Barney Simms, a retired government bureaucrat and civic leader, was murdered at his Atlanta home on April 9, shot dead in his front yard, his car stolen. Police have arrested 17-year-old Eric Banks, who, like Simms, is black.
On the same day in New Orleans, retired NFL standout Will Smith was shot dead, apparently a victim of a dispute over a fender bender. Cardell Hayes, a 28-year-old black man, has been charged with second-degree murder.
Most homicides are intraracial; the vast majority of black murder victims are killed by black assailants, as the vast majority of white victims are killed by whites. But black Americans are peculiarly vulnerable.
Even as crime has fallen, the black homicide rate remains stubbornly high. For the year 2011, blacks represented 13 percent of the nation’s population, yet accounted for 50 percent of all homicide victims, according to “Black Homicide Victimization in the United States,” a report from the Violence Policy Center.
While the protestors of Black Lives Matter have justifiably focused on the egregious deaths of unarmed black men at the hands of white police officers, I long for a protest movement that shines the spotlight on black men and women who die at the hands of other black men and women. All black lives matter — whether snuffed out by violent police or by gangland thugs.
While criminal justice activists are properly enraged over the mass incarceration of black men, I hope for a movement that is also furious at the senseless violence that claims the lives of so many black men. Homicide remains the leading cause of death for black men between the ages of 15 and 34. Why doesn’t that deserve protests, marches and demonstrations?
Yes, we ought to remember the names Eric Garner, Walter Scott and John Crawford III, all unarmed black men killed by police. And we ought also to remember the names Barney Simms, Will Smith and Tyshawn Lee, a 9-year-old black Chicago boy who was targeted for execution in gangland retribution for his father’s sins.
The awful reality of black-on-black violence is disconcerting, difficult to dissect and discuss — particularly in an era when activists highlight police brutality and mass incarceration. There has been a cognitive dissonance, as if we don’t have the political and intellectual bandwidth to comprehend intertwined evils: crime in black neighborhoods and racism in the criminal justice system.
Take the current carping over the 1994 crime bill, which was a centerpiece of President Bill Clinton’s first term. Presidential candidate Hillary Clinton and her husband have been chastised by black activists over the legislation, which critics say propelled the dramatic rise in black incarceration rates. Would that it were so simple.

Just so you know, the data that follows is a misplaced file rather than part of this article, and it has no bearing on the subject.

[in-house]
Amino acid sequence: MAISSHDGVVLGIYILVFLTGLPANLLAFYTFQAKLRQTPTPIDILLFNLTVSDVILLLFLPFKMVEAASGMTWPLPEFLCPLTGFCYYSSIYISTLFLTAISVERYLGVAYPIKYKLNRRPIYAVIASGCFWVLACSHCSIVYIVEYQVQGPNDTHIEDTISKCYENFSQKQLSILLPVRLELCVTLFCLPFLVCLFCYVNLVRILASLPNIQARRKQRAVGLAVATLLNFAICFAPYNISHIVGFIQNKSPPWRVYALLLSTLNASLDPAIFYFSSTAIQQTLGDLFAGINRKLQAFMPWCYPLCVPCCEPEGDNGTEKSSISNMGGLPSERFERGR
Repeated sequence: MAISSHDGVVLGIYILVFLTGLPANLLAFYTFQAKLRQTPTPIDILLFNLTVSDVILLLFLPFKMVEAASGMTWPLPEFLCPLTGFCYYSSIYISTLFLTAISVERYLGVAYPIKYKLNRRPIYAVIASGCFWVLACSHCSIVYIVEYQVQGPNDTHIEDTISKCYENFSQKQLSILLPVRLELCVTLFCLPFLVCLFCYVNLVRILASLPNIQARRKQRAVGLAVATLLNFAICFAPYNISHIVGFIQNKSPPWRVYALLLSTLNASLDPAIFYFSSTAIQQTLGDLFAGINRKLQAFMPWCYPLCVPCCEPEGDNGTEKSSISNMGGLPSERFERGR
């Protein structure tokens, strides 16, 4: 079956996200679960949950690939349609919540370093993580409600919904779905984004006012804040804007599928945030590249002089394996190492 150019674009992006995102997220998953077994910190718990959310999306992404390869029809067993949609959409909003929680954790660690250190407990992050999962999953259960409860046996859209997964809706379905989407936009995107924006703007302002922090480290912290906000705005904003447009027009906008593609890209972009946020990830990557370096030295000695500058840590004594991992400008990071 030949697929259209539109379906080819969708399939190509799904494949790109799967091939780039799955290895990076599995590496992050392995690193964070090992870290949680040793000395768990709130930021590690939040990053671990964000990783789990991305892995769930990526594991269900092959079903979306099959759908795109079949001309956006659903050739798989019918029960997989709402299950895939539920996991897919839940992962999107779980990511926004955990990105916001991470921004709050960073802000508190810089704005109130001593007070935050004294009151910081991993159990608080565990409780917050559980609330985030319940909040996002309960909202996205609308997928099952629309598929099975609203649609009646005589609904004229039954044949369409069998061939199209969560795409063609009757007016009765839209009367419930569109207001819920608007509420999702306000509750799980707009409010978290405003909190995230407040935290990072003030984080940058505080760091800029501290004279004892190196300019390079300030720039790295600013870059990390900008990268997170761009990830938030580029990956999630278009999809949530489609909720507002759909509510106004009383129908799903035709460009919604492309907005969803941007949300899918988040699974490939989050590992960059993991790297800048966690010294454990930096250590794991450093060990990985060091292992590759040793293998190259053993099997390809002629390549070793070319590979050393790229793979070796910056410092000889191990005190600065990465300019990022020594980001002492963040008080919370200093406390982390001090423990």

If we claim that the crime bill was merely a racist reaction to the problems of poverty and drug addiction in black neighborhoods, we do a grave injustice to the black victims of a wave of violence that gripped the nation in the 1980s and ’90s. Drug wars ripped apart urban neighborhoods, Jesse Jackson spoke of his fear of black crime, and politicians peddled longer and longer prison sentences.
The crime bill, which funded a spate of state prison-building, no doubt had unintended consequences. (Criminologists say, though, that it had only a modest effect on incarceration rates.) But it dispensed funds for social programs, reined in violence against women and instituted the nation’s last major gun control law — a now-rescinded ban on assault weapons. Let’s not suggest that those latter programs were without merit.
Of course, we won’t overlook the bigotry that’s a continuing hallmark of the criminal justice system. In a newly released report commissioned by Chicago Mayor Rahm Emanuel, the city’s police department is described as rife with racism. Black citizens accounted for a stunning 74 percent of the people shot by Chicago police between 2008 and 2015.
Surely, we can hold on to both of these grim truths: Racist cops prey on black communities, and black criminals prey on black communities.
News reports about Barney Simms’ death note a final irony: He served as chairman of Atlanta Victim Assistance, an organization founded by a black mom whose teenage son was killed by another black teen. Simms believed that all black lives matter.
Email Cynthia Tucker at firstname.lastname@example.org.